Author Topic: Efficiency issue  (Read 103372 times)

KernelCrush

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Re: Efficiency issue
« Reply #60 on: April 12, 2014, 11:00:27 AM »
I reread Toms point post in the gravity readings thread. http://www.beersmith.com/forum/index.php/topic,9508.0.html

He indicates equal volumes, adding additional volume to the mash to account for absorption.  That's what I am doing now, about to sparge.

Gonna be hitting the forum with a lot of numbers from this one.

Offline Slurk

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Re: Efficiency issue
« Reply #61 on: April 12, 2014, 12:21:15 PM »
Brewfun, thank you very much for sharing!!!

From the seminar I noted above, I did come away with 1 nugget to share. The concept of a 1:1 sparge ratio. This was new to me. It simply meant that the amount of sparge water used should equal the amount of total mash water. The benefit is to maintain efficiency and reduce polyphenol (tannin) and protein pickup that increases at the end of sparge.

Additionally, allowing the mash to drain at the end of the sparge increased efficiency.

I'm going to put this into practice in my own brewery and report how well the results match the expectations above. I’d appreciate reports from anyone that uses the procedure as laid out.

Based on some articles I've read in the past (and perhaps the Braukaiser site (I am not sure)) pointing at a higher mash conversion at lower grain to water ratio's, I use a mash thickness default of 2,5 L/kg for my brews.
I would like to do the calculation to understand if I am doing things right according the findings from the seminar. I will take the recipe from the brew I have planned for tomorrow. My equipment set up shows me that I will use approximately both 14L of mash water and 14L of water for the batch sparge. I use to stir to distribute the heat and at the end I use to let the mash drain (drip) in another container and collect the wort during the time I slowly heat up the main wort to 100C. The fraction I collect I poor in the main wort when this starts to boil. Due to this procedure I've had to adapt my grain absorption ratio a bit in the past resulting in rather accurate pre-boil volumes (24,0L).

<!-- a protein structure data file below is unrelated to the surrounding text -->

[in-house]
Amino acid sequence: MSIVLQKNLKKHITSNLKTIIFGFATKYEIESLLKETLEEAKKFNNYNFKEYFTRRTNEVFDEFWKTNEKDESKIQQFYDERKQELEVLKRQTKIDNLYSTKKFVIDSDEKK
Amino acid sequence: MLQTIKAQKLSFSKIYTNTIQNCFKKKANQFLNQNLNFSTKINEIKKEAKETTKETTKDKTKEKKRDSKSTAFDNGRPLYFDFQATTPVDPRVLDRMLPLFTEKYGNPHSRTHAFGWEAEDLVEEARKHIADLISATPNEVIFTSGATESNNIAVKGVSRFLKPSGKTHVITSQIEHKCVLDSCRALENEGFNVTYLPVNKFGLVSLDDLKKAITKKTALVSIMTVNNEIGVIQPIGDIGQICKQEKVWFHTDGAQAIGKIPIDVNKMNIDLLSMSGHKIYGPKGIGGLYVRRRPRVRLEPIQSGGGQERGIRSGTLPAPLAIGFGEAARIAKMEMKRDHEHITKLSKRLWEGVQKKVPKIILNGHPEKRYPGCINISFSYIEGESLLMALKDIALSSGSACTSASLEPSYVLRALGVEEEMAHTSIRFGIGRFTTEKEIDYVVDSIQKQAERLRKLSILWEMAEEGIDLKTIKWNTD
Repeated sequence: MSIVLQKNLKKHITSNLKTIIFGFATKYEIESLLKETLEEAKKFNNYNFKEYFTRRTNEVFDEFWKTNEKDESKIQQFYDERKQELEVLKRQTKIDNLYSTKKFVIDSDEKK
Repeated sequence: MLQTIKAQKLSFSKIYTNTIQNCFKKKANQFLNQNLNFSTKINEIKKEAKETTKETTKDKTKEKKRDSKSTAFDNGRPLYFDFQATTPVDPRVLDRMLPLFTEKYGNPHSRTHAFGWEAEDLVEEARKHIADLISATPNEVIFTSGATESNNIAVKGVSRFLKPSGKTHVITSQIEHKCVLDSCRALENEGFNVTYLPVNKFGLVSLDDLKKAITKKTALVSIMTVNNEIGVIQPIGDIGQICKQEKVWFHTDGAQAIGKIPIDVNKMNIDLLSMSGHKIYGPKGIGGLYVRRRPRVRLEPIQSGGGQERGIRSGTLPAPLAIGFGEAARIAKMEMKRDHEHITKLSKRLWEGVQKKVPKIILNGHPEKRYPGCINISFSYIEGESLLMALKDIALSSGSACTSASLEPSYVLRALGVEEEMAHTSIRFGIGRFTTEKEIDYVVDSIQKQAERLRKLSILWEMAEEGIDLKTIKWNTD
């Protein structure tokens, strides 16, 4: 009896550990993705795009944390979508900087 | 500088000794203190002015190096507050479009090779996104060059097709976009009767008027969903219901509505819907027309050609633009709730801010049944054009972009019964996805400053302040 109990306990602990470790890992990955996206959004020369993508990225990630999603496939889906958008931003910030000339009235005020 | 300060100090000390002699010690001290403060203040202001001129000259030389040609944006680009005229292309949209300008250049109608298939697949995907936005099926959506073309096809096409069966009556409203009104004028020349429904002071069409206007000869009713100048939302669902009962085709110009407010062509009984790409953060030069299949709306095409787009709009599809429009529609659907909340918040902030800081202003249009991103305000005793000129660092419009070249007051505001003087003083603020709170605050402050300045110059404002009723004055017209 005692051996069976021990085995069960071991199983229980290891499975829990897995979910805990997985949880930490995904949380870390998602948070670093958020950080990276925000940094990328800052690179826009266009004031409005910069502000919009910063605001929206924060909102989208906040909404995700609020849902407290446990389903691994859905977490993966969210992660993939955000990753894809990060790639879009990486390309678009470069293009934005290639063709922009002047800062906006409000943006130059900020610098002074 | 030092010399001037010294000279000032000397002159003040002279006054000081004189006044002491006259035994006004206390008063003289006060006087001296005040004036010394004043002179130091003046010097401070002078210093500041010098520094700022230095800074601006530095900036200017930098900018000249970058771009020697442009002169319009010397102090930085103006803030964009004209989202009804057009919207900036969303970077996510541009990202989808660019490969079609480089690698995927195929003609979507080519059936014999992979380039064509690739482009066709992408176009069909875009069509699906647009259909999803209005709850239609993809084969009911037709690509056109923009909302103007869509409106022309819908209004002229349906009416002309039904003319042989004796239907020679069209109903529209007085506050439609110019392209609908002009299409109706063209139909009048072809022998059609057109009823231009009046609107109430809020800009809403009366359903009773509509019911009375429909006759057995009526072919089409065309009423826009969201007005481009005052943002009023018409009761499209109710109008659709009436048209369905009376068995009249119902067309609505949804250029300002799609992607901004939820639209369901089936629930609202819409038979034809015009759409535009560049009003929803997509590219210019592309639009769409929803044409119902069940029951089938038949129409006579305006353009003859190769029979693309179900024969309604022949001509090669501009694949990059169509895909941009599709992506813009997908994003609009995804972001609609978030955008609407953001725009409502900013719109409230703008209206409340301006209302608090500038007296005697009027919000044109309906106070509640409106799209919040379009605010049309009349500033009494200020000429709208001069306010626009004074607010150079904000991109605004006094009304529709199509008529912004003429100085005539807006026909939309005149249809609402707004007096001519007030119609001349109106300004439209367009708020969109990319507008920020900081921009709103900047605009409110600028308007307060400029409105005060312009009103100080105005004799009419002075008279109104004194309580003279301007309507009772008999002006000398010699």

Run off volume is: 24,0 - 14,0 = 10,0L  The post boil volume (hot) = 20,75L or cold 19,9L. (In line with that the volume of the runoff should be approximately 50% of the post boil volume).

Am I doing things right in my approach according the findings from the seminar?
Since I am not only brewing one type of beer, do I have to adjust the grain to water ratio accordingly to get the figures right?

I am asking this because today it was brewday and I dropped a question on this blogg regarding the use of torrified wheat in a Belgium Tripel. I had pump/filter problems due to a very thick mash and wheat sediment. It was the first time that I used torrified wheat and crunched it together with the other grains, perhaps causing this problem. I already increased the grain/water ratio in the recipe a bit on forehand knowing that wheat is a troublemaker. But during the mash I had to go to a ratio of 3,3 L/kg. That worked fine for the mash and the rest of the process. But in this case (wheat) the findings from the seminar are a real challenge, or...?

Regards,
Slurk


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Offline RiverBrewer

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Re: Efficiency issue
« Reply #62 on: April 12, 2014, 04:04:19 PM »
If I remember correctly, the higher the water/grist ratio, the more the enzymatic action is diluted, so you have to mash longer to get the same conversions as using a lower ratio.

When I get an possible mash sticking ingredient like wheat, rye, or torrified wheat, I put 1 lb. of it in my SS gallon measuring cup, in the oven at 150 degrees, with 2 quarts of water in it. Let it saturate like it would in the mash for 20 minutes, and pour into a strainer over a pot and measure the water. Now you know how much water one pound will absorb.

I am brewing a Dortmunder Export tomorrow, maybe I will try the 1:1, since German brewers have traditionally used higher water/grist ratios. It is kind of hard to hide tannins in a Dortmunder. Just ran the number to brew 1:1 up front, My water/grist ratio would be 1.686. That doesn't scare me, I mash 90 minutes with pilsner malt anyway. It will be interesting to see where my #'s go.

« Last Edit: April 12, 2014, 04:17:05 PM by RiverBrewer »